The Role of Feelings in Learning.

Learning can often be a pleasurable experience, especially when it’s something that we are not only interested in, but also have a natural aptitude towards. We’ve all experienced occasions where we are so deeply engrossed in our work that the hours flick by very quickly – we lose all sense of time!

‘Flow’, is a popular term describing this experience, and occurs when one’s capabilities and interest levels are congruent with the work being completed. Generally pleasurable, the state of mind during flow is fully immersed in a feeling of energised focus, complete involvement and enjoyment.

Although the level of focus during flow results in productivity, the learning opportunity is arguably limited.

Conversely, we have all experienced times when our work feels laboured and provokes horrid feelings such as anxiety and stress. In these situations, unlike with flow, it is often because the task may be completely foreign to, and outside of one’s present skill set. The brain is stretching its capability and the learner may have thoughts of doubt in their ability.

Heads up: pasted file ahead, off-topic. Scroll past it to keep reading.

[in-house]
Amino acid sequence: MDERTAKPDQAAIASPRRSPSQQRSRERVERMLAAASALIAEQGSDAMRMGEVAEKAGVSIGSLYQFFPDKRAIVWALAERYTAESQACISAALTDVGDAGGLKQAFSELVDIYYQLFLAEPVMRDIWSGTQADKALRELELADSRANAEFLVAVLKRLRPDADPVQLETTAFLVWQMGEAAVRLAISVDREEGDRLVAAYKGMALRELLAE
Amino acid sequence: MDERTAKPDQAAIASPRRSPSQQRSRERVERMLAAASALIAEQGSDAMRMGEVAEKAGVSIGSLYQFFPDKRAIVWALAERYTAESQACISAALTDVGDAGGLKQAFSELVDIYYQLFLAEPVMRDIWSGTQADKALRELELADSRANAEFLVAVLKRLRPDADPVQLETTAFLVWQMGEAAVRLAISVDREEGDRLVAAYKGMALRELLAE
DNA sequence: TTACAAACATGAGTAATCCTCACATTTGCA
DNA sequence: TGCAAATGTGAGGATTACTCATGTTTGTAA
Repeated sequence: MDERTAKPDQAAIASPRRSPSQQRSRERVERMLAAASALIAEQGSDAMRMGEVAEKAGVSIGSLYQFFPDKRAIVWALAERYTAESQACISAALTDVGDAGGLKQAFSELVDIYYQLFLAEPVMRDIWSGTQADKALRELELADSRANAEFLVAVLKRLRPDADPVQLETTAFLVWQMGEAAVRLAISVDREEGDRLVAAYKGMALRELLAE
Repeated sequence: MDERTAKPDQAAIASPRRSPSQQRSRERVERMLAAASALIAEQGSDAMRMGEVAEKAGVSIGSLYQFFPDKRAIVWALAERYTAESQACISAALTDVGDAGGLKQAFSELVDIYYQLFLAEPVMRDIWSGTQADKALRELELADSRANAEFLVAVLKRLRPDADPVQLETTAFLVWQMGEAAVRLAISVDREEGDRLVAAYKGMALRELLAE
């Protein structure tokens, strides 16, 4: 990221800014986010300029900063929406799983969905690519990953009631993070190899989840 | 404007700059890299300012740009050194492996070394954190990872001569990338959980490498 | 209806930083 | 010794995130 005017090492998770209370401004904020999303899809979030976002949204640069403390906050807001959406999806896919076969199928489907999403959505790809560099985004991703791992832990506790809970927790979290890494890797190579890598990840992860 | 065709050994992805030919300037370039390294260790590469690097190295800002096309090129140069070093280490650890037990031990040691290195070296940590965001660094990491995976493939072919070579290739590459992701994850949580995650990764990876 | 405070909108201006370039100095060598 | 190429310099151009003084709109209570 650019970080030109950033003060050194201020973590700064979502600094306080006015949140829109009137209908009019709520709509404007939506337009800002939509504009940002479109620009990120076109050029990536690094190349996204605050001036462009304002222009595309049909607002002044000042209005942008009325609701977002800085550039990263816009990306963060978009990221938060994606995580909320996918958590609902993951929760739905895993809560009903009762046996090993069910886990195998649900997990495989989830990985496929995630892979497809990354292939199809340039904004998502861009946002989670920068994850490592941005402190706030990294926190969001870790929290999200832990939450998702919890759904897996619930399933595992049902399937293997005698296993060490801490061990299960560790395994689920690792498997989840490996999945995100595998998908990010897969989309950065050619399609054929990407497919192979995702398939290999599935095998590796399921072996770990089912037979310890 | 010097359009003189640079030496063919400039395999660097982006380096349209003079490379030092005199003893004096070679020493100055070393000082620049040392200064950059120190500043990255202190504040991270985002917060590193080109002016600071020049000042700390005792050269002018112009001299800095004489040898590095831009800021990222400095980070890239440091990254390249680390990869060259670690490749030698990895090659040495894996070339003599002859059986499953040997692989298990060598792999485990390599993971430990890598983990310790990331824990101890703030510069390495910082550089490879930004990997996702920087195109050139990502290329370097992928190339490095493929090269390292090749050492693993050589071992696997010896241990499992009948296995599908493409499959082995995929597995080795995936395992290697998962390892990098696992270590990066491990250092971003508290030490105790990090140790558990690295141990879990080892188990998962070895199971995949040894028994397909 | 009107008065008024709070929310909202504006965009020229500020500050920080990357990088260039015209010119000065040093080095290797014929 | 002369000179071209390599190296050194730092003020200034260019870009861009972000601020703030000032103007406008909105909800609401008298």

Noel Burch’s theory on the 4 stages of competence helps explain this concept. His theory suggests learning to be typically the most uncomfortable (e.g. stressful) at the stage of ‘conscious incompetence’ (i.e. I have just realised I am not good at this). Subsequent mistakes can further compound feelings of stress and anxiety despite being critical to the learning process. The ego’s sense of competence can feel threatened – hence the accompanying negative feelings.

So with this in mind, several helpful insights can be made;

1) The feelings associated with learning are just a normal part of the learning process. Feelings and experiences such as boredom, flow, pleasure, stress and anxiety can all give an indication of the quality of learning experience.

2) Although flow may be good for productivity, it may not be the optimum state for learning. Feeling comfortable and having pleasant feelings accompanying the learning process suggests we are likely executing a skill set more or less within our repertoire.

3) Feelings of stress and anxiety do not mean impending failure. We need to remind ourselves that they are just feelings. Such feelings are likely an indication of entering a valuable learning experience.

I encourage you to stay tuned in with your feelings when you are next learning something new. After all, they may give you helpful insight into the nature of your learning experience! In the case of dealing with the more unpleasant feelings such as stress and anxiety, I encourage you to accept and normalise these feelings with the knowledge that you are most likely encountering a valuable learning experience!

So don’t give up and persist knowing that “No Pain = No Gain”!

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